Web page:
15 August 2017

The Formula for Living

Life is what you make (of) it.

From the modern swamp of triviality (otherwise known as social media), a populist 'Simple Formula For Living' has surfaced to take the world by storm — while throwing many people's lives into even more haphazard confusion than before.

Here is the groundbreaking principle-warping formula in full:
Let's set this "formula" straight once and for all.

Live beneath your means:
There’s no need to be intentionally shabby or to put yourself down. Live how you want, including within (and even above) your means — just don’t go around rubbing other people’s noses in the trail you leave.

Return everything you borrow:
Quite a grey area which always espouses a wide range of viewpoints. Material things are worthless including money — the only real currencies are time and attention, and you can’t borrow or return them. So, make wise use of your wealth.

Stop blaming other people:
Blame all those who do harm to other living beings including blaming them for their senseless mistakes at the expense of others. By the same token, there's no need to blame someone, if they simply refuse to capitulate to your demands.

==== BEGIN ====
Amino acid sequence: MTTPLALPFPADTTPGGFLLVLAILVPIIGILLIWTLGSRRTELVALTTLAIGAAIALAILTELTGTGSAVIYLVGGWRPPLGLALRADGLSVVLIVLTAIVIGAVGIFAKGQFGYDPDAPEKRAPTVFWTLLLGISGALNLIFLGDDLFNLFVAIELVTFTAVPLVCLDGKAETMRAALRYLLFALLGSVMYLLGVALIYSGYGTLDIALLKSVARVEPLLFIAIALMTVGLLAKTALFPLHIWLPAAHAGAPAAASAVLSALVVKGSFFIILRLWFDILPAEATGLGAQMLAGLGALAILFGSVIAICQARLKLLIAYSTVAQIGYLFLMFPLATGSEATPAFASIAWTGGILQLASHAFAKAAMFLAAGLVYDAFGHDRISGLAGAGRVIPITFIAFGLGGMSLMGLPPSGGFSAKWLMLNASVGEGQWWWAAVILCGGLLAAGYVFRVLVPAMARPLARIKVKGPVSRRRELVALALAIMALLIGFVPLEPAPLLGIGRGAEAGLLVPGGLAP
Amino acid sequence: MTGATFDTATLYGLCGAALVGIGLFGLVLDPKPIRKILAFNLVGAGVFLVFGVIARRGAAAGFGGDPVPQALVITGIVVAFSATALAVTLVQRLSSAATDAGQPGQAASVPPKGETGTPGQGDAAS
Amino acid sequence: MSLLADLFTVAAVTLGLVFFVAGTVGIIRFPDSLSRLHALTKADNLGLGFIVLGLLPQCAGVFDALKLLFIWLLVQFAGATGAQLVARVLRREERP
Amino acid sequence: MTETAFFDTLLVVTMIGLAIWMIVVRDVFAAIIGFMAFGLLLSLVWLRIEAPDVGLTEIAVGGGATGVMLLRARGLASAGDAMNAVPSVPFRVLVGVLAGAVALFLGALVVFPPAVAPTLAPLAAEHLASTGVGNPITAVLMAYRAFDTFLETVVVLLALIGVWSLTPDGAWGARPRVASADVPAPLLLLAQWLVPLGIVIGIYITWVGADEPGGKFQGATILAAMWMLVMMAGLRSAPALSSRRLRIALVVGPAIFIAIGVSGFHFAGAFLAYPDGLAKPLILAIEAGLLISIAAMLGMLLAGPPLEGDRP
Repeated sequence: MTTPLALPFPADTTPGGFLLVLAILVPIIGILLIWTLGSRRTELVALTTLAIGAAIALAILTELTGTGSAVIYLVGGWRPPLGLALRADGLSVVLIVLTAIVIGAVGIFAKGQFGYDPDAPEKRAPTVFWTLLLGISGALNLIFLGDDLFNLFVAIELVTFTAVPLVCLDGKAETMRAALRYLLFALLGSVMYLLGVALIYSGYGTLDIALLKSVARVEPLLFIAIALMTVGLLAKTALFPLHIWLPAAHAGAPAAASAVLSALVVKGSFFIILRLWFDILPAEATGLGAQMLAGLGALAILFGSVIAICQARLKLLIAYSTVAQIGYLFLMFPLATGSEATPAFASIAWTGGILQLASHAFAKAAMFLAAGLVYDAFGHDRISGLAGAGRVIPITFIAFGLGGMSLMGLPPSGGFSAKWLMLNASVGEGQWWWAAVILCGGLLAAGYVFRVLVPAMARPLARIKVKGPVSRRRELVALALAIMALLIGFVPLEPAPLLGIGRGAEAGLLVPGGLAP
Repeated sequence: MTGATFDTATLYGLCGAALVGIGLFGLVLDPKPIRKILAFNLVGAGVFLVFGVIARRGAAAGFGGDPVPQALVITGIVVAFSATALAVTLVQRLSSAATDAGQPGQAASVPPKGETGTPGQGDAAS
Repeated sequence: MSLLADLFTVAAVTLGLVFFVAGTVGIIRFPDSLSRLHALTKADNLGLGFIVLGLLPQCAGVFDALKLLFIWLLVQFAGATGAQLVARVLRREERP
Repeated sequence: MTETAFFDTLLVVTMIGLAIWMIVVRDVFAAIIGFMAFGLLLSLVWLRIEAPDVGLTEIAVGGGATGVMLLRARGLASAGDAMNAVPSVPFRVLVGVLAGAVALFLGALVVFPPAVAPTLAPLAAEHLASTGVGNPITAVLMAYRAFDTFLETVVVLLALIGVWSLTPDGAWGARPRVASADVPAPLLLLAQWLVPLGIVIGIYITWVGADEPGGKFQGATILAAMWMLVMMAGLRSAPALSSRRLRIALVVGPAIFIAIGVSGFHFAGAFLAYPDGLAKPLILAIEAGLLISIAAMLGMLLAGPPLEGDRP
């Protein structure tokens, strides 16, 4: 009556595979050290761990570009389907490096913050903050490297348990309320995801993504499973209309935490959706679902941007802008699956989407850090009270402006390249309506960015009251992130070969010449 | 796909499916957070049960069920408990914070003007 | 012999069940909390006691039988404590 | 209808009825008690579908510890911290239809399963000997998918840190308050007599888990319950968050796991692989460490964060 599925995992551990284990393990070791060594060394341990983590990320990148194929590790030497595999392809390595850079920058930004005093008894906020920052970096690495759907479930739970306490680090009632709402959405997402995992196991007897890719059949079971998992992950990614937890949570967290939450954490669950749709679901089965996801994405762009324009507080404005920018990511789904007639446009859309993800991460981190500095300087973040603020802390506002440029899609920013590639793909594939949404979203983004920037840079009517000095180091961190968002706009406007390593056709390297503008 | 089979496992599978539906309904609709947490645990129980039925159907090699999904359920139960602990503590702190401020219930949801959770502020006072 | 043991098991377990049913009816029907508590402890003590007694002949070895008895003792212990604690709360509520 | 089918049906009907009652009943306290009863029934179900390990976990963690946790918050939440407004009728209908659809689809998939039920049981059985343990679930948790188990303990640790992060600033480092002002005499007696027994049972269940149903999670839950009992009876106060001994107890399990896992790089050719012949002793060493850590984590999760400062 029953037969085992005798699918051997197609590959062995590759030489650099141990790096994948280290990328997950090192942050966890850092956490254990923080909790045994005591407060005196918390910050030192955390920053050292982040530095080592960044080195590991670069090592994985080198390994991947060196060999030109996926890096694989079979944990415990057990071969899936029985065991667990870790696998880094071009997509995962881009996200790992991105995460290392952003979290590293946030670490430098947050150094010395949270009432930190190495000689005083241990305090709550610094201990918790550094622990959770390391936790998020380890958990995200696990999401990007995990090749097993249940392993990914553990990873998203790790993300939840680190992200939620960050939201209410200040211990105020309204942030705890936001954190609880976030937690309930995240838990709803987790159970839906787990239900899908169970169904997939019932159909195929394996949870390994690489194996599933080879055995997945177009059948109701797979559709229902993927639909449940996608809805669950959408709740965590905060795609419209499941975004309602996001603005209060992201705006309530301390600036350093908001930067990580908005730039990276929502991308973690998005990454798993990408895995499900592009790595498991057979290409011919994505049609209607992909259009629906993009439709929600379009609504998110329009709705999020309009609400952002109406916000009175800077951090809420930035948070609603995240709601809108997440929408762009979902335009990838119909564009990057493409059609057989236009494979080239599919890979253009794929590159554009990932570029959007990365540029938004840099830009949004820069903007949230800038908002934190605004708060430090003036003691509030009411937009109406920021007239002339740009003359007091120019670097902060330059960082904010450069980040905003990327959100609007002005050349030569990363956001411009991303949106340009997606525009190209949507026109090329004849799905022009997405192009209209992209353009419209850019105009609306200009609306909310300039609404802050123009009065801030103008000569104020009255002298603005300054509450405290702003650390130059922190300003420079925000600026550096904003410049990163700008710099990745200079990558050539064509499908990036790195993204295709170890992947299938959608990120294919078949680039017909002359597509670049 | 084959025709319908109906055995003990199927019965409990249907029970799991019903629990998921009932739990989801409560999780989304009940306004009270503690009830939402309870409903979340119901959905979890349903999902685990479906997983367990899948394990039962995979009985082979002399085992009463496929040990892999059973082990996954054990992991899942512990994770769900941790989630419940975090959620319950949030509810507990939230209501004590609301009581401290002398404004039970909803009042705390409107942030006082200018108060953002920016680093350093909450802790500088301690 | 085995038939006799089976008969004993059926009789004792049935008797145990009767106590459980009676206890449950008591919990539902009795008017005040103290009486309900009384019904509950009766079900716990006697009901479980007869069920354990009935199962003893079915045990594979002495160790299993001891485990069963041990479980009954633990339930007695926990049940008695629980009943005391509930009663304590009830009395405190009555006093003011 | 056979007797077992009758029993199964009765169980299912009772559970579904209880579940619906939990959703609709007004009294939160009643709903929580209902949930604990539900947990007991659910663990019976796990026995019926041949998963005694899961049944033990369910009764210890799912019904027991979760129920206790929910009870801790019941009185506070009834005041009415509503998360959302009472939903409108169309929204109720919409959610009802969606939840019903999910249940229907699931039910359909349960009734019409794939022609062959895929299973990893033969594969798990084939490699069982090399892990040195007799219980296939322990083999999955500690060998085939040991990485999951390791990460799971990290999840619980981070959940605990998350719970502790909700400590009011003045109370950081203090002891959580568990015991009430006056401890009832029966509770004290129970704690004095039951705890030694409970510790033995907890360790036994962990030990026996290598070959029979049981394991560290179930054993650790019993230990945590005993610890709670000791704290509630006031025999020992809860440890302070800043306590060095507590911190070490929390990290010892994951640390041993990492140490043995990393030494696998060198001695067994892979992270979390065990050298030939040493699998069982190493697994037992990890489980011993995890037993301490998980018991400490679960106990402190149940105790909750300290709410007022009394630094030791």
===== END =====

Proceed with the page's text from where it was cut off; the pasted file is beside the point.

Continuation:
Admit it when you make a mistake:
Mistakes are subjective, as long as you haven’t affected someone’s else shit-pile (intentional or otherwise). If you’ve gone rummaging in someone’s else’s shit, then it makes sense to admit it. We’re all actors on a stage  the bad news is there’s only one take, but, the good news is that you're starring in a motion picture of which dreams are made; so avoid daft mistakes in the first place.

Give clothes not worn to charity:
There’s no punishment if you don’t, and there’s no reward if you do. At the end of the day, everyone’s life is their own responsibility, and not every charity makes prudent choices with its haul of goodies.

Do something nice and try not to get caught:
Most people do nice things because of the warm-and-fuzzy feeling they expect to receive upon the adulation they receive from those who've noticed. The point is, to do something nice — how it makes you and others feel is quite irrelevant. Although, the ego wants what it wants; so feed it sometimes, but don’t let it gorge upon you into submission.

Listen more; talk less: